write(segmentDisp, [hex2dec('79'), 2]); write(segmentDisp, 9);
The commands above will display a '9' at the second digit position of the display.
You can put all the things we learned about the segment display together and create a MATLAB class for it. This MATLAB class has methods for setting the cursor position, clearing the display screen, printing numbers, etc. As an example, we created such a class. Here is an example of how you would use this class.
clear segmentDisp sd = raspi.internal.serialsegmentdisplay(rpi); clr(sd); % Clear screen print(sd, '112'); print(sd, 'dead'); print(sd, 'beef');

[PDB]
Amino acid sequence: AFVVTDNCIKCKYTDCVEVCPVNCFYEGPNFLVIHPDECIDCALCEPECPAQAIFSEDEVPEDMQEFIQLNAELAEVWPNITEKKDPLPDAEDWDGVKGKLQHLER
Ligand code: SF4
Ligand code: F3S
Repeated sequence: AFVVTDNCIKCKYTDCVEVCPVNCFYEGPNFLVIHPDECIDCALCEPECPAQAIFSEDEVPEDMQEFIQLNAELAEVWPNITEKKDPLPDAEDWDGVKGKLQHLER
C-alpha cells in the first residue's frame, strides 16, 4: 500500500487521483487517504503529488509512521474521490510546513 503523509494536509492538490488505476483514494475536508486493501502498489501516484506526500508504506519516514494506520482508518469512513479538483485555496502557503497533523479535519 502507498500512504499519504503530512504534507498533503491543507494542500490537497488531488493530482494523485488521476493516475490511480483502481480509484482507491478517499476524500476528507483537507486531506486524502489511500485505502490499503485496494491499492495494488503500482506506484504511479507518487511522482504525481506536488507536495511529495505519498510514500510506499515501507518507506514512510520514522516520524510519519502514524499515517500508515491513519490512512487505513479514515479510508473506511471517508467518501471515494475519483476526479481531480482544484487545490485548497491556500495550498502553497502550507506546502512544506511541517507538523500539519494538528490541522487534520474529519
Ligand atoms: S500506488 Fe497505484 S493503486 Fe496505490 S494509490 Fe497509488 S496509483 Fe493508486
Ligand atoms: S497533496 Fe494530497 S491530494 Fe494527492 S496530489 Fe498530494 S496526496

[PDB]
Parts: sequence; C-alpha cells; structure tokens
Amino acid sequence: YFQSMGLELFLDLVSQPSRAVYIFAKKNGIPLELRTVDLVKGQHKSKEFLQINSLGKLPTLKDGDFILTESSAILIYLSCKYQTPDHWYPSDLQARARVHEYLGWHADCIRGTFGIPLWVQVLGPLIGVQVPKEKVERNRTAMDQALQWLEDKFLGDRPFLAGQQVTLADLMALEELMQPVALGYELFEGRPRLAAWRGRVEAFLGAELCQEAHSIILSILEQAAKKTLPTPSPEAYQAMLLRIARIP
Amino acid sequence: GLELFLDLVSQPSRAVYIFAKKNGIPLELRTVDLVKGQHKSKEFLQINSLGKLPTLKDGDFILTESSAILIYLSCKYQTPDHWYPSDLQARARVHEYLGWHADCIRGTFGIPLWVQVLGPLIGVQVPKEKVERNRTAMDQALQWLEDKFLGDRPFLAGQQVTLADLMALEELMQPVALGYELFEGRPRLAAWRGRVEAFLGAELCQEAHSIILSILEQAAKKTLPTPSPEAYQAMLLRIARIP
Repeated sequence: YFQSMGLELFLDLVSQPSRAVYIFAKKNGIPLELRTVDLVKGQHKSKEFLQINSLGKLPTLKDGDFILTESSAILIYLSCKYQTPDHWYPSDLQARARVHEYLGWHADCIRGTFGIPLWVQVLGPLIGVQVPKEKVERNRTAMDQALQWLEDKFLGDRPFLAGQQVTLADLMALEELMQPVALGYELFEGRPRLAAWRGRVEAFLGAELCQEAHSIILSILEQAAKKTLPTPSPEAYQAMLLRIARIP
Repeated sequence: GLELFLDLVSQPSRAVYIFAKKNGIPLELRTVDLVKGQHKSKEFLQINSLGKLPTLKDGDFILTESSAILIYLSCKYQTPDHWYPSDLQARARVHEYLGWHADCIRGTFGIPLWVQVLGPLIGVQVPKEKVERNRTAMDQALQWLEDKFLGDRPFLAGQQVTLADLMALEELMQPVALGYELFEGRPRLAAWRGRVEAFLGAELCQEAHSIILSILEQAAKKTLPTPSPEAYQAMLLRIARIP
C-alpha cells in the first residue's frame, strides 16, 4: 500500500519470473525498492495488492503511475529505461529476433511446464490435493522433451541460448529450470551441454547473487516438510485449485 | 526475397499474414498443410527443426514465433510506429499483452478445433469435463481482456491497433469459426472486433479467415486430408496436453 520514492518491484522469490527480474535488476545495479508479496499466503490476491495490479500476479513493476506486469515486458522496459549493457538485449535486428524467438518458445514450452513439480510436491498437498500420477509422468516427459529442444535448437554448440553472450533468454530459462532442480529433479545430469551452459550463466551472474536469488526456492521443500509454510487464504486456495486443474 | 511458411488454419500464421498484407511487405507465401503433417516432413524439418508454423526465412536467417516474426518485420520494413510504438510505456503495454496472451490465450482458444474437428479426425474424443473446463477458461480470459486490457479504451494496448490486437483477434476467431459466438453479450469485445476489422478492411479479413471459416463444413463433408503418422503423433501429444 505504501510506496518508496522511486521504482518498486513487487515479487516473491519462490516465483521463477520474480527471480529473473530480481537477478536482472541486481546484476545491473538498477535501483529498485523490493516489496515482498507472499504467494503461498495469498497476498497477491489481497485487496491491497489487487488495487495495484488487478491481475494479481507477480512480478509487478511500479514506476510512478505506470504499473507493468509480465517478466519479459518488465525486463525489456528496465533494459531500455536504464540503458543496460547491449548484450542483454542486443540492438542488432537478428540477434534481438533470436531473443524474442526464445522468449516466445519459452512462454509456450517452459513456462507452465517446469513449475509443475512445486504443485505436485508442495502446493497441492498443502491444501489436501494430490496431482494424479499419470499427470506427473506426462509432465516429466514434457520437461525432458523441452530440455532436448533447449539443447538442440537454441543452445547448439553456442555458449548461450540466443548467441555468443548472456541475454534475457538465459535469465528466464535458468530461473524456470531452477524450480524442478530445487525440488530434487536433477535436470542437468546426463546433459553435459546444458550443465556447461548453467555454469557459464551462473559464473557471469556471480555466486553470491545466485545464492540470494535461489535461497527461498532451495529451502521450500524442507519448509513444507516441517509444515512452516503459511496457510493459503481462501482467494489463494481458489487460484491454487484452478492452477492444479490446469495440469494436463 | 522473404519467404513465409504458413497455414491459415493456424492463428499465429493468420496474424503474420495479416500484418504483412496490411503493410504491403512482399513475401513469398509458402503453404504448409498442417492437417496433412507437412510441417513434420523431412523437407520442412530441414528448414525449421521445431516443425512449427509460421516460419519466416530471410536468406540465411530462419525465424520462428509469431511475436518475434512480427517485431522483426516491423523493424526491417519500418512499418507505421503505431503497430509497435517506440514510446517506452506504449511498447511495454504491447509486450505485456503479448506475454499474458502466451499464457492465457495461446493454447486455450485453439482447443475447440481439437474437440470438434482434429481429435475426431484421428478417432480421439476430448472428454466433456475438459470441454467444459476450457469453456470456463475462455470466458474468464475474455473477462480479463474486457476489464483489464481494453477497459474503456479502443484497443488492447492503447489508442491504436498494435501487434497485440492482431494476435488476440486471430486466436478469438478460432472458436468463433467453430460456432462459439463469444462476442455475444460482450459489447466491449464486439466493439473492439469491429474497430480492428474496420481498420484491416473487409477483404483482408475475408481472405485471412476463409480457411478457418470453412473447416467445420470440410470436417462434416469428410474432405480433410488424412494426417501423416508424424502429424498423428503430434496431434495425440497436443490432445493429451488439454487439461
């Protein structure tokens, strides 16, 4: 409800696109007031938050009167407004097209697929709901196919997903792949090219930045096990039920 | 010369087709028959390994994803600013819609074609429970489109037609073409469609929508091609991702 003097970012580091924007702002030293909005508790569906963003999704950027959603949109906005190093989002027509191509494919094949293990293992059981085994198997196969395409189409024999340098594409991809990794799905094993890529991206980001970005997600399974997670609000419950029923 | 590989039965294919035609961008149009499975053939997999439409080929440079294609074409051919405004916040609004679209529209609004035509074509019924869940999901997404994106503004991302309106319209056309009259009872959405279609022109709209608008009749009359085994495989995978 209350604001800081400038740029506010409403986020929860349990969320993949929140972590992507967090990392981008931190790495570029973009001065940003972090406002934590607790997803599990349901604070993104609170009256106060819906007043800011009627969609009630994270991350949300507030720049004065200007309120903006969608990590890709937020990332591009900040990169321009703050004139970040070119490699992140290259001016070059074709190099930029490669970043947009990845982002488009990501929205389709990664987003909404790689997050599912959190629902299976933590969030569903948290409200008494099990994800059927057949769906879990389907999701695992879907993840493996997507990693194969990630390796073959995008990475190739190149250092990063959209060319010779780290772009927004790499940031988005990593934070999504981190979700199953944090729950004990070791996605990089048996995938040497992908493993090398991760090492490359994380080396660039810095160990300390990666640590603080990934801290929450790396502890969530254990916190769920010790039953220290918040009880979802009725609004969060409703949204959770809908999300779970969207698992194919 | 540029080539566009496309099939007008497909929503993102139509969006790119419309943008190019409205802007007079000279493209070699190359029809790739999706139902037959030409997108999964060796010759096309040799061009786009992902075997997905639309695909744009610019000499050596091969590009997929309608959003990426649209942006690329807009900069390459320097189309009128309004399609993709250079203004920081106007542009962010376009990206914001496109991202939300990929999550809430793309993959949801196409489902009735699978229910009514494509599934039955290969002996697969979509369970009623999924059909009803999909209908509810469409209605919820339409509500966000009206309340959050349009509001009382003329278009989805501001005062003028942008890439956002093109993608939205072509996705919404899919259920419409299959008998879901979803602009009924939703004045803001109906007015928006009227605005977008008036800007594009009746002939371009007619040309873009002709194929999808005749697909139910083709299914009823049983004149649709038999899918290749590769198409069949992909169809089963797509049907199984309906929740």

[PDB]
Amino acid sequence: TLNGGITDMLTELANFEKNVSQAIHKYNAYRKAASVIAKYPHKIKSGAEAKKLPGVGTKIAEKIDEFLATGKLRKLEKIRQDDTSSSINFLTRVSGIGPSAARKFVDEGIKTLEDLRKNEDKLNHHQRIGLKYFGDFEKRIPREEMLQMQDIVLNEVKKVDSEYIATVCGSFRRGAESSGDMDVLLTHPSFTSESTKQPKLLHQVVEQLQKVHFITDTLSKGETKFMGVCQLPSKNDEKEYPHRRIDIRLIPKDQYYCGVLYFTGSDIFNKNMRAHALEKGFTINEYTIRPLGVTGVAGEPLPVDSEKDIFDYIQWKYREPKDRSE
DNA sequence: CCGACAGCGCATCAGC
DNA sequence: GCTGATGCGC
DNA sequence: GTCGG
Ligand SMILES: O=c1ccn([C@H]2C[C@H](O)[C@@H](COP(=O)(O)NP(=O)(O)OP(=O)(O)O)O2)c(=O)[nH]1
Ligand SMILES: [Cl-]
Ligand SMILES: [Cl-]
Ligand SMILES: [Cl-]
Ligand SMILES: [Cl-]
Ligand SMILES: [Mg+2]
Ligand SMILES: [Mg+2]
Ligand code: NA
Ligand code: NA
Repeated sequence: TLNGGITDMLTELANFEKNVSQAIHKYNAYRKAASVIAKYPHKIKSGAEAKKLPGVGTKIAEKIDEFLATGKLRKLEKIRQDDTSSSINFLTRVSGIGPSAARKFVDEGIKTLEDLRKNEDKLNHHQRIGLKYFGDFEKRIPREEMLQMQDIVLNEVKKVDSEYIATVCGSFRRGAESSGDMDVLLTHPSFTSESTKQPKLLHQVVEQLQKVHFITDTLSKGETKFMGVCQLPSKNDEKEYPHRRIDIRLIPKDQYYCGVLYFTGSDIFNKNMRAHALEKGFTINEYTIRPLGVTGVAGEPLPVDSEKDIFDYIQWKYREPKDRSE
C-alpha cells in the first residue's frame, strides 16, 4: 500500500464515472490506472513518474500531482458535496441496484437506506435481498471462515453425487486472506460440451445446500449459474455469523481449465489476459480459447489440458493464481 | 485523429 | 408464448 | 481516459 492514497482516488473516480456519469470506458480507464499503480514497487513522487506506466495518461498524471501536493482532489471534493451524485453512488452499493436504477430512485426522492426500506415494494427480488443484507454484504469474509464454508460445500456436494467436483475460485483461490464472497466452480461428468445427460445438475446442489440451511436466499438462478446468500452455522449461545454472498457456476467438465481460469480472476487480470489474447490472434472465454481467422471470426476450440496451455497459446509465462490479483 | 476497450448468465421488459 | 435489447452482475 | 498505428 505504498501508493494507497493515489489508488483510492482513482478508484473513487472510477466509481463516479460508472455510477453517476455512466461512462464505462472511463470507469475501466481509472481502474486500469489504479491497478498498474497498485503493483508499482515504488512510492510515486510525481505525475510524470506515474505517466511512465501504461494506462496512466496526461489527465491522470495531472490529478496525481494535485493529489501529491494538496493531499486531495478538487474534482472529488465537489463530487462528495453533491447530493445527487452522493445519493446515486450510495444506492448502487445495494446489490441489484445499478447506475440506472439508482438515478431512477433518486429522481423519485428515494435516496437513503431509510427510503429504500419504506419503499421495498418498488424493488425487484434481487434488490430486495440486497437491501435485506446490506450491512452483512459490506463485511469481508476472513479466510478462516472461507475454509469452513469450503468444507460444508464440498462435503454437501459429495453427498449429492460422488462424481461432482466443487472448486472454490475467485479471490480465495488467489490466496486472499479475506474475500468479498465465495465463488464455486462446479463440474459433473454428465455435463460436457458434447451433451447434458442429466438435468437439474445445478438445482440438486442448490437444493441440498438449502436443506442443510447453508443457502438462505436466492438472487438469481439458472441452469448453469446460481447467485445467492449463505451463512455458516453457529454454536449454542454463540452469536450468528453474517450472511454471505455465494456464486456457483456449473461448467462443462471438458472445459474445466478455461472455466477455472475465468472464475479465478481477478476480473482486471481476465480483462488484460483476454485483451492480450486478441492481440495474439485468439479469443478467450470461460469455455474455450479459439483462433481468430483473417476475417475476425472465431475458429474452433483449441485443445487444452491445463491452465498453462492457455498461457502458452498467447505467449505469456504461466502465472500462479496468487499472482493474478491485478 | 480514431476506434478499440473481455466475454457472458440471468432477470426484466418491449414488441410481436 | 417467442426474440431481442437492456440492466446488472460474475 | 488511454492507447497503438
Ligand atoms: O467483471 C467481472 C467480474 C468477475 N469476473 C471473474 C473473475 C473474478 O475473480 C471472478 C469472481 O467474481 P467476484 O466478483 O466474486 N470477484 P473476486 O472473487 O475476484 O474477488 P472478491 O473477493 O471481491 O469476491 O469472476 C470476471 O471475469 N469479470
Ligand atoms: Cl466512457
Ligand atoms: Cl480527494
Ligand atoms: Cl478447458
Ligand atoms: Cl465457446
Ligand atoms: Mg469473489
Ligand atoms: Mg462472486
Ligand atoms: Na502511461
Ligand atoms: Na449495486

Note that before creating the class, we cleared the original serialdev object called segmentDisp. You are allowed to create a single object per serial device. The segmentdisplay class internally creates a serialdev object. Hence you need to clear any serialdev object connected to the display from MATLAB workspace before instantiating the segmentdisplay.
The segmentdisplay class tries to reduce flickering caused by clearing / re-displaying numbers. It does so by caching the displayed characters and updating only those that are different. Not all features supported by the segmented display are implemented. You can use the MATLAB class we created as a starting point for your own implementation. Here is a MATLAB code snippet implementing an up counter:
N = 1000; delay = 0.01; clr(sd); for i = 1:N print(sd,num2str(i)); pause(delay); end
This example introduced the workflow for working with serial communications interface. You learned how to control a four-digit seven-segment display to display hexadecimal numbers.